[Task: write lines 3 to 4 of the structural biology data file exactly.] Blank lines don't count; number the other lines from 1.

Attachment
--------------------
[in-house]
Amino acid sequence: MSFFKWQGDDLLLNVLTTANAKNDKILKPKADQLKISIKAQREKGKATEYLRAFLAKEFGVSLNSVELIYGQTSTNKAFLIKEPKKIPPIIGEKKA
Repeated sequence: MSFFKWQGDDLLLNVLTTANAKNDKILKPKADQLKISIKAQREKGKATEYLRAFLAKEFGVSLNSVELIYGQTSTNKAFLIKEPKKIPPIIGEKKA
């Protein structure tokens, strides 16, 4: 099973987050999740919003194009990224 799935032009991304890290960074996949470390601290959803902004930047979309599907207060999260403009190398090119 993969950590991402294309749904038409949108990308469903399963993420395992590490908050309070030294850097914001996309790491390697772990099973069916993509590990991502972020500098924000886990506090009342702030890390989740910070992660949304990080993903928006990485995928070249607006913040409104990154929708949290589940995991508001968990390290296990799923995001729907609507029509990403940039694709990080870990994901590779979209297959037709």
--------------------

Repeated sequence: MSFFKWQGDDLLLNVLTTANAKNDKILKPKADQLKISIKAQREKGKATEYLRAFLAKEFGVSLNSVELIYGQTSTNKAFLIKEPKKIPPIIGEKKA
């Protein structure tokens, strides 16, 4: 099973987050999740919003194009990224 799935032009991304890290960074996949470390601290959803902004930047979309599907207060999260403009190398090119 993969950590991402294309749904038409949108990308469903399963993420395992590490908050309070030294850097914001996309790491390697772990099973069916993509590990991502972020500098924000886990506090009342702030890390989740910070992660949304990080993903928006990485995928070249607006913040409104990154929708949290589940995991508001968990390290296990799923995001729907609507029509990403940039694709990080870990994901590779979209297959037709």